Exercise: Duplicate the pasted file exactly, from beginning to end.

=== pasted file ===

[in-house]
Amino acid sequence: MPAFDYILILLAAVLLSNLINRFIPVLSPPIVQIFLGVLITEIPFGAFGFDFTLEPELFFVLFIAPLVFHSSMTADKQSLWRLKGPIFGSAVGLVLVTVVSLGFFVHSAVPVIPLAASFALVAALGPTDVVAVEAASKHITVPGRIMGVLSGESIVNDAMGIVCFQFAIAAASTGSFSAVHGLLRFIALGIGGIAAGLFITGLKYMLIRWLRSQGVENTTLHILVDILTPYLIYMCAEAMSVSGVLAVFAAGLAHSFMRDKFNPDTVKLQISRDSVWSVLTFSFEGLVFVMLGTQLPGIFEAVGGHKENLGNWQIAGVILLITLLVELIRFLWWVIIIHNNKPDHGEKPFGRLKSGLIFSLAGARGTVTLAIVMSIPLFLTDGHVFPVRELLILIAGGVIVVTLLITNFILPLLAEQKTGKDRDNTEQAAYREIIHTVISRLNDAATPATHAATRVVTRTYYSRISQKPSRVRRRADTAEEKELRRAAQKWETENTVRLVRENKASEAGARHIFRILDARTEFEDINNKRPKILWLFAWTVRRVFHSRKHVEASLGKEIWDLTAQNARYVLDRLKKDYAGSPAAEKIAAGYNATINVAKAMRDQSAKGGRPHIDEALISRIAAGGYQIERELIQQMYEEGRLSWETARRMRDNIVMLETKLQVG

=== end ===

[in-house]
Amino acid sequence: MPAFDYILILLAAVLLSNLINRFIPVLSPPIVQIFLGVLITEIPFGAFGFDFTLEPELFFVLFIAPLVFHSSMTADKQSLWRLKGPIFGSAVGLVLVTVVSLGFFVHSAVPVIPLAASFALVAALGPTDVVAVEAASKHITVPGRIMGVLSGESIVNDAMGIVCFQFAIAAASTGSFSAVHGLLRFIALGIGGIAAGLFITGLKYMLIRWLRSQGVENTTLHILVDILTPYLIYMCAEAMSVSGVLAVFAAGLAHSFMRDKFNPDTVKLQISRDSVWSVLTFSFEGLVFVMLGTQLPGIFEAVGGHKENLGNWQIAGVILLITLLVELIRFLWWVIIIHNNKPDHGEKPFGRLKSGLIFSLAGARGTVTLAIVMSIPLFLTDGHVFPVRELLILIAGGVIVVTLLITNFILPLLAEQKTGKDRDNTEQAAYREIIHTVISRLNDAATPATHAATRVVTRTYYSRISQKPSRVRRRADTAEEKELRRAAQKWETENTVRLVRENKASEAGARHIFRILDARTEFEDINNKRPKILWLFAWTVRRVFHSRKHVEASLGKEIWDLTAQNARYVLDRLKKDYAGSPAAEKIAAGYNATINVAKAMRDQSAKGGRPHIDEALISRIAAGGYQIERELIQQMYEEGRLSWETARRMRDNIVMLETKLQVG